Florida State Has Returned To Its Old Ways DefensivelyPosted by Brad Jenkins (@bradjenk) on December 23rd, 2013
After missing the NCAA Tournament in 2012-13, this season Florida State has the look of the Seminole squads that made four straight trips to the Big Dance in the previous four seasons. That means a return to the kind of defense that Leonard Hamilton‘s prior teams have been known for. This was confirmed in Saturday’s 60-55 win over previously unbeaten and #22 ranked Massachusetts in the Orange Bowl Classic. The Minutemen were held well under their season scoring average of 84 coming into the game and the win improved Florida State’s record to 8-3.
A look at the numbers confirms the fact that this Florida State team is performing almost identically to those during the four-year stretch (2008-09 through 2011-12) that made the NCAA Tournament. The statistics also reveal just how different the Seminoles were in 2012-13 and why that team ended the NCAA Tournament streak with a subpar 18-16 record.
This year’s FSU team is currently ranked #27 in Ken Pomeroy’s overall rankings, which is right in line with their NCAA Period average final ranking of 29.5 and much better than last season’s #121. The improvement is entirely on the defensive end of the court. Last year, Florida State’s #82 finish in Pomeroy’s offensive efficiency was actually better than their NCAA Period average of #126. But after a Pomeroy average of #6 in defensive efficiency during their NCAA Period, the Seminoles dropped all the way down to #190 last season. This year’s team has brought that back to where Hamilton is used to seeing it, currently at #7 in the nation.
Drilling down even further, we can see the two areas of defense that make the difference in the numbers. The biggest change is in effective FG% allowed – FSU ranks #5 this year which is right in line with the #9 average during their NCAA Period. Last year’s squad was an abysmal #217. The other change is in forcing turnovers, an area where this year’s squad is actually better than it was during their NCAA Period and dramatically better than last year’s team (#37 vs #136).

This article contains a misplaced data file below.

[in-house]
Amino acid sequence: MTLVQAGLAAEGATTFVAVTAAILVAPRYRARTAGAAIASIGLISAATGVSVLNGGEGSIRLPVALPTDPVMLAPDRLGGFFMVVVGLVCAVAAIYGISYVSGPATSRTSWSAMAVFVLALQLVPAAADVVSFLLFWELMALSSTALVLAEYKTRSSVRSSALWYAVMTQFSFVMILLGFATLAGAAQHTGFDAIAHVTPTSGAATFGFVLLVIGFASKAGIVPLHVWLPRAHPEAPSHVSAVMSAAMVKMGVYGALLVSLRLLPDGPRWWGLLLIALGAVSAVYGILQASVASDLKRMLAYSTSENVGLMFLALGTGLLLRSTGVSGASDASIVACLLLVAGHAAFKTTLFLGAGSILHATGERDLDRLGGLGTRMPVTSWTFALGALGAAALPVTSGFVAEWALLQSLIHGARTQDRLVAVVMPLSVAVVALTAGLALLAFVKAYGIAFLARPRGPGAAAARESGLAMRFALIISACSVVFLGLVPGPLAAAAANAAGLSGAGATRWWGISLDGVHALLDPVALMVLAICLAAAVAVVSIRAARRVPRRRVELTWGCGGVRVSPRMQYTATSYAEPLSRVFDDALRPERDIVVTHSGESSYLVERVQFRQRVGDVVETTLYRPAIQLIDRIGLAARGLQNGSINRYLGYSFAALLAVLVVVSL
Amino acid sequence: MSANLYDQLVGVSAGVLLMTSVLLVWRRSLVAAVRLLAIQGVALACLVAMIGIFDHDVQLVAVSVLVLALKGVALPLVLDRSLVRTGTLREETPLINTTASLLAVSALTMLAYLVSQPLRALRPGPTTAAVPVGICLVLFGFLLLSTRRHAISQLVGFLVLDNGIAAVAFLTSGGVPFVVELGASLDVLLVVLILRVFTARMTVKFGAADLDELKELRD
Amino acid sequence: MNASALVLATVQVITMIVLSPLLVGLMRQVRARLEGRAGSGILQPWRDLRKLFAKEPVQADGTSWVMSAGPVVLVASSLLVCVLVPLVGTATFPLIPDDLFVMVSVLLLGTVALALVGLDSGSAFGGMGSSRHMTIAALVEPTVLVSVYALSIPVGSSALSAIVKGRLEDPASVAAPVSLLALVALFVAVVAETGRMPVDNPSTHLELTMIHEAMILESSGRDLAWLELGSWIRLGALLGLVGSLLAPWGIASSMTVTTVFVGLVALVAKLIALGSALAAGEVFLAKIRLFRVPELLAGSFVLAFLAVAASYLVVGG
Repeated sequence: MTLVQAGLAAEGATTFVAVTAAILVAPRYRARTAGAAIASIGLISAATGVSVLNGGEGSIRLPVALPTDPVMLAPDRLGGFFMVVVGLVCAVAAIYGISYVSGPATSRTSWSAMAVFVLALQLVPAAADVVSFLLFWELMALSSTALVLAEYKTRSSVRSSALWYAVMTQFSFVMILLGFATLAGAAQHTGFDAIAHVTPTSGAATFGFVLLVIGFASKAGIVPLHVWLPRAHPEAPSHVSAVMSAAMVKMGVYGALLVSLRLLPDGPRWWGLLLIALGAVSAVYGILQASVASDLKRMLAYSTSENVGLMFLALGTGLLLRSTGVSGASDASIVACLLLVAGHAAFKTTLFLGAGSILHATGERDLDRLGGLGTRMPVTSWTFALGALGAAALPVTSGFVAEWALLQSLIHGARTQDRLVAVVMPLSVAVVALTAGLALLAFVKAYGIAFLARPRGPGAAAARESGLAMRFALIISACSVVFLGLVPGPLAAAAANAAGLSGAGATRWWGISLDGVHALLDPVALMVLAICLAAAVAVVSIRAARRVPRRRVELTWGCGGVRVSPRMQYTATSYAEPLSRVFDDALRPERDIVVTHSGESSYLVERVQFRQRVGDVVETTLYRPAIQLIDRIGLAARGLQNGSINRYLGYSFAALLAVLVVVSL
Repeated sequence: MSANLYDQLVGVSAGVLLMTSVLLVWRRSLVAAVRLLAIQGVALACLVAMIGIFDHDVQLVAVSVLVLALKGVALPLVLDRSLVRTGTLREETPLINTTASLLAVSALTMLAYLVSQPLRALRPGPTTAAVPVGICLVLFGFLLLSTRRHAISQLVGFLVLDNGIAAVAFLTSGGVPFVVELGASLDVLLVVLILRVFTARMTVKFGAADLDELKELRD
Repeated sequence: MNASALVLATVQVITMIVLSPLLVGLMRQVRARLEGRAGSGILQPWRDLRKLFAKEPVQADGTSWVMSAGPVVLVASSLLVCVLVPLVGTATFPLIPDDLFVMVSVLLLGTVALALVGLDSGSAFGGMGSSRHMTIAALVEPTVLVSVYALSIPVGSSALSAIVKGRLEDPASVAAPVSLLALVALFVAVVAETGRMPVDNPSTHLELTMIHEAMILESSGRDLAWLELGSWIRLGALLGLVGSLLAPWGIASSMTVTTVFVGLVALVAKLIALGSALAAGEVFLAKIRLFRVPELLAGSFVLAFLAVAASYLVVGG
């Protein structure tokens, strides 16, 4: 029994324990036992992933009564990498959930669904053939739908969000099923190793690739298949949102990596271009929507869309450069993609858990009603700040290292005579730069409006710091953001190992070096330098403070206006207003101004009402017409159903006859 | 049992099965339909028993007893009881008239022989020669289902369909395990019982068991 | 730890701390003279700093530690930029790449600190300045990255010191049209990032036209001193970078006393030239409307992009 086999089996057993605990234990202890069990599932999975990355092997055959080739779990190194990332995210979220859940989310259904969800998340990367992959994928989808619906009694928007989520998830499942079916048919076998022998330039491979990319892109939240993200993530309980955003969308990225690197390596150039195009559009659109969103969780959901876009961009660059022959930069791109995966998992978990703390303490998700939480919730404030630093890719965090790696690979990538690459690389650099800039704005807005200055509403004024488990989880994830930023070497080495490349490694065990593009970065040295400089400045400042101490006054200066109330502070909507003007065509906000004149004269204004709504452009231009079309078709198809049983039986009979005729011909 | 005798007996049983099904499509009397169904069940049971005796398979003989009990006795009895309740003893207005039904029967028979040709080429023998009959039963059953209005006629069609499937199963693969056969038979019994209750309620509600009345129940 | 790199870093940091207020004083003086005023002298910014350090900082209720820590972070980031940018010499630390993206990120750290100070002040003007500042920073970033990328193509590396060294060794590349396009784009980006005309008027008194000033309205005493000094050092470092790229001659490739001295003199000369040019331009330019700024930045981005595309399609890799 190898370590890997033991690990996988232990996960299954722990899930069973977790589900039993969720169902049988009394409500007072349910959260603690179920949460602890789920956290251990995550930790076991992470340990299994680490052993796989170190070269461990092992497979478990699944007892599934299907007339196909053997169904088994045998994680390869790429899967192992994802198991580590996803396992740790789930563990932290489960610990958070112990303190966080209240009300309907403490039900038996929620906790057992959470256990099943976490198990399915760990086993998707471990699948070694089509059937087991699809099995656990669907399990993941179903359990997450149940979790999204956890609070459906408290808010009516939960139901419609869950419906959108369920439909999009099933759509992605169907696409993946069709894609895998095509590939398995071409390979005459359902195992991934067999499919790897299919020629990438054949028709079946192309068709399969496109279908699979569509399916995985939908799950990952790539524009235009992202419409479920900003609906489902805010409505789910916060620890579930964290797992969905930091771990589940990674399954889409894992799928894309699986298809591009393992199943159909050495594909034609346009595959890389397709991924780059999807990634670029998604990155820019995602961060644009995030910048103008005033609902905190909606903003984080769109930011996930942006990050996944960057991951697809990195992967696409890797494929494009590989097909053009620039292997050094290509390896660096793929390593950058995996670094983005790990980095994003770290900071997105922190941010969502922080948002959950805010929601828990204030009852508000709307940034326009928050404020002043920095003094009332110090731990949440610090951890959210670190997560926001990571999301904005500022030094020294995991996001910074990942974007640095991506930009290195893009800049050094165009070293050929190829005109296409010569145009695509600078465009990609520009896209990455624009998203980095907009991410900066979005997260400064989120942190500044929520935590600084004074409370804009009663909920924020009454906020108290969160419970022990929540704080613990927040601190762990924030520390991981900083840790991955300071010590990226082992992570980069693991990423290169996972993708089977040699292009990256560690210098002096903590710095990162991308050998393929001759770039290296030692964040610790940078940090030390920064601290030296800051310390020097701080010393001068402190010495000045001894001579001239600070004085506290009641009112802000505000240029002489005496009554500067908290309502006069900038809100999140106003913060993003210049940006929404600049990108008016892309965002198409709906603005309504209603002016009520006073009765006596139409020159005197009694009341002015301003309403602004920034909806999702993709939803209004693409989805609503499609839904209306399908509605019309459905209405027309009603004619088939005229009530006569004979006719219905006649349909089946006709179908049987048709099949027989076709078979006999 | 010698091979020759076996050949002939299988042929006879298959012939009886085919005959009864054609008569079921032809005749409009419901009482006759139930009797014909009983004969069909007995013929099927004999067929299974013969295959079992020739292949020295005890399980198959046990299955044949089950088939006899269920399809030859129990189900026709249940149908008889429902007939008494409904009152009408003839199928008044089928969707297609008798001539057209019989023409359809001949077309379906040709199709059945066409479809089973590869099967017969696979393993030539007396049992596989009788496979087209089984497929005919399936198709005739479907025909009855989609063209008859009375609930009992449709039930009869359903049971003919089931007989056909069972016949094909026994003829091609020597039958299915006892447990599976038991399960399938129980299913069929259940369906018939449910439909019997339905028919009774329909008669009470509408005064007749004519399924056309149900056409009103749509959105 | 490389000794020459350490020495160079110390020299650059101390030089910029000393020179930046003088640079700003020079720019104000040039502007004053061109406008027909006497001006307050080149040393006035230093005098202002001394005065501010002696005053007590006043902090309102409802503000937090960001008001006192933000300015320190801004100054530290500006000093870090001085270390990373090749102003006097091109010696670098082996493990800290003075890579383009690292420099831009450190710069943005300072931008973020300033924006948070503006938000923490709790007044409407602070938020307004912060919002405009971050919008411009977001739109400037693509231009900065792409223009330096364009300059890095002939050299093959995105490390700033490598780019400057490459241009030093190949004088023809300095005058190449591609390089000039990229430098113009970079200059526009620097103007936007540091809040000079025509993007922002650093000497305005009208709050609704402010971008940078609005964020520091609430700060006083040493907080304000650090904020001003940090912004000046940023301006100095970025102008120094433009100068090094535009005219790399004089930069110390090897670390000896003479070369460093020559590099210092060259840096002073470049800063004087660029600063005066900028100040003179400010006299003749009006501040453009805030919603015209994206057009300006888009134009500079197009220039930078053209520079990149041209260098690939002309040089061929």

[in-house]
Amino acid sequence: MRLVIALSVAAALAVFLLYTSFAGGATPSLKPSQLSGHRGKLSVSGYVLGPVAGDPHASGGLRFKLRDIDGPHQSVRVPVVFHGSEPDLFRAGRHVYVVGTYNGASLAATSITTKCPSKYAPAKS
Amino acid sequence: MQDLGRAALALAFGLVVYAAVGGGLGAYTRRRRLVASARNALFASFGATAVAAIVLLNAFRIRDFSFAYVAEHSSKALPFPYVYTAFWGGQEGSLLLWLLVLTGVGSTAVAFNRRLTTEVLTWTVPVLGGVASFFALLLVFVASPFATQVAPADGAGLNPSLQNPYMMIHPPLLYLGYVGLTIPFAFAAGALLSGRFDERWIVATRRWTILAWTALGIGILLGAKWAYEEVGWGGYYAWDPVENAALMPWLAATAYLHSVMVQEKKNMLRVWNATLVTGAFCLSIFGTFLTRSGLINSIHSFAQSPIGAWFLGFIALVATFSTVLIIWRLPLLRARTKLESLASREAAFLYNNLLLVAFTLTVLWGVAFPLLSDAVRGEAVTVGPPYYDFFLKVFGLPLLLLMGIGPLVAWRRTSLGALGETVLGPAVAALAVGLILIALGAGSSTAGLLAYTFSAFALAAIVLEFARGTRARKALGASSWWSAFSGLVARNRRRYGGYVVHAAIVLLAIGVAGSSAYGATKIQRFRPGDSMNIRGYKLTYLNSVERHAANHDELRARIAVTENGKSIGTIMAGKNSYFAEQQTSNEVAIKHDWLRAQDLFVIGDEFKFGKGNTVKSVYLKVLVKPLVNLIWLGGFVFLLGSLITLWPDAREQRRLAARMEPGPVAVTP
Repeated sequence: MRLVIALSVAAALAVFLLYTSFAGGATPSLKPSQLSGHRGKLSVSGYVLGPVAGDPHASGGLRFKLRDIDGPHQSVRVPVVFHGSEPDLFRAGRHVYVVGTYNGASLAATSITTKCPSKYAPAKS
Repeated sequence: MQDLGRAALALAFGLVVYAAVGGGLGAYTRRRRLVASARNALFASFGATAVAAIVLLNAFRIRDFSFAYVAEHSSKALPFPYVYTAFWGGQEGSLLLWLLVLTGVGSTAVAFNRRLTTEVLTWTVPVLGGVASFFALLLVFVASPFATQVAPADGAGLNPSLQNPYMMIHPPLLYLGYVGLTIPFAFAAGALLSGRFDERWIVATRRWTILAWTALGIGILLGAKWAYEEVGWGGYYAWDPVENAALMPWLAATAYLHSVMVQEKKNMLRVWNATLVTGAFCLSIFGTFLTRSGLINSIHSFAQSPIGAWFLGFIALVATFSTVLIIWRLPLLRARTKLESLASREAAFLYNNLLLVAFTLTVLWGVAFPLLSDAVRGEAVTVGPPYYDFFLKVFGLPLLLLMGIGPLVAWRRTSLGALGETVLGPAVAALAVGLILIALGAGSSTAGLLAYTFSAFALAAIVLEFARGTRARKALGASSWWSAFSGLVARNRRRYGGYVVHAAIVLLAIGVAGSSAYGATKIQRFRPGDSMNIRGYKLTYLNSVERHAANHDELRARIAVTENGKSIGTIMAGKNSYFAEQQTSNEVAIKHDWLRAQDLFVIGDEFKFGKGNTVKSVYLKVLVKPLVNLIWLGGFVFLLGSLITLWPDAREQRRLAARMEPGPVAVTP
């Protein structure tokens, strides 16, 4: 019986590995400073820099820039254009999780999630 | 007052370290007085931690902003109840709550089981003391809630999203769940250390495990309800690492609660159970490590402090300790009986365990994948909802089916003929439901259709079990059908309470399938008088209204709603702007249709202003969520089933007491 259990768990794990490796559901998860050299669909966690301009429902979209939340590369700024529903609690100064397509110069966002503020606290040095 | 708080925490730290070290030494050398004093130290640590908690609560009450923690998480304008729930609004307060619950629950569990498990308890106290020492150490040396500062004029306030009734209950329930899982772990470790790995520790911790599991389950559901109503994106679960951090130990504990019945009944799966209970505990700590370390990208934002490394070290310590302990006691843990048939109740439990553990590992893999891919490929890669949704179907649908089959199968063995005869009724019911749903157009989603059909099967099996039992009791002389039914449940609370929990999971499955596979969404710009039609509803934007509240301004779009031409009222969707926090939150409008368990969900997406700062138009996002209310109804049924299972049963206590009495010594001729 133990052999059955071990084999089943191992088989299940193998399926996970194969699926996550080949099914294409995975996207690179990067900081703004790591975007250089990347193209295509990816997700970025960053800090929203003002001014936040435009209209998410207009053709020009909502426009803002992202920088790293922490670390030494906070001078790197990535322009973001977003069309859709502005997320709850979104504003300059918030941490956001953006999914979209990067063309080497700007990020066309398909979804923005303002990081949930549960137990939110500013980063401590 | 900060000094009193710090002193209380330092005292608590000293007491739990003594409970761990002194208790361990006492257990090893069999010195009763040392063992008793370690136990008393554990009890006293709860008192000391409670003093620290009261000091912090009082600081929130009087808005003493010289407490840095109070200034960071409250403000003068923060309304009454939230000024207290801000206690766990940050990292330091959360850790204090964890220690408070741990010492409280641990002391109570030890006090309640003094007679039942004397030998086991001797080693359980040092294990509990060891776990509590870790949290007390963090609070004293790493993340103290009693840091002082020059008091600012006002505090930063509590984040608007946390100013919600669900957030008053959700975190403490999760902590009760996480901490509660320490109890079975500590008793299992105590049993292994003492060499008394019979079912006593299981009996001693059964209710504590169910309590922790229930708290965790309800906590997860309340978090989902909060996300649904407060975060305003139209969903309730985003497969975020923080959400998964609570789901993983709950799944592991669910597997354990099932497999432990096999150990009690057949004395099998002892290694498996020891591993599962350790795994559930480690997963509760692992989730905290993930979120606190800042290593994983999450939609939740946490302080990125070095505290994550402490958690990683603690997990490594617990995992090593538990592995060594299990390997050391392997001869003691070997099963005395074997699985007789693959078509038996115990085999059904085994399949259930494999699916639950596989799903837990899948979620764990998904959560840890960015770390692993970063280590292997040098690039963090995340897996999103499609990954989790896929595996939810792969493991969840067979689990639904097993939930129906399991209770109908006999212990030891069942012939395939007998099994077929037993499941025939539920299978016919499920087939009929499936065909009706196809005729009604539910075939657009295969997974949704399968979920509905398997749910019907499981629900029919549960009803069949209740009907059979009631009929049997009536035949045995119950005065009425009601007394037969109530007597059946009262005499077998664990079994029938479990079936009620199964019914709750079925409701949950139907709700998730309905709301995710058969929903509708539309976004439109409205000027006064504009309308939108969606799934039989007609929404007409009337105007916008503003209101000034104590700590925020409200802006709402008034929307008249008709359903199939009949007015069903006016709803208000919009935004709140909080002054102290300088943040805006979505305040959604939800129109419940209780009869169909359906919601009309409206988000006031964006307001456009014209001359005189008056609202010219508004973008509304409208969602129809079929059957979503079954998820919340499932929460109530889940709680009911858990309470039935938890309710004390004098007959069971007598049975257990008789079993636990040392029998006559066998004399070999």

So how did Florida State make such a defensive turnaround in just one year? The answer is probably a combination of Hamilton’s expertise as a defensive specialist among college coaches, and the change in experience level for so many players returning from last year’s youthful squad. Hamilton is known for assembling personnel that match his preferred style of play, namely tall shot blockers on the interior along with long athletic perimeter players. He had those elements last year but his team was just too young to apply them. Now, with six rotation players in their second year in the system, things are definitely clicking for the Seminoles’ team defense. Just ask the two ranked teams that FSU has knocked off this season. Back in November, Florida State pounded #10 (at the time) VCU by a 85-67 score, holding the Rams to a season-low 29% FG shooting. On Saturday, Massachusetts managed only 33% FG shooting, also their worst offensive showing of the season.
Those kinds of performances were basically absent last year, but they were the norm during the previous four years. All indications are that this year’s Seminole squad is going to achieve like those earlier teams, which would mean an upper level finish in the ACC and a return to the NCAA Tournament.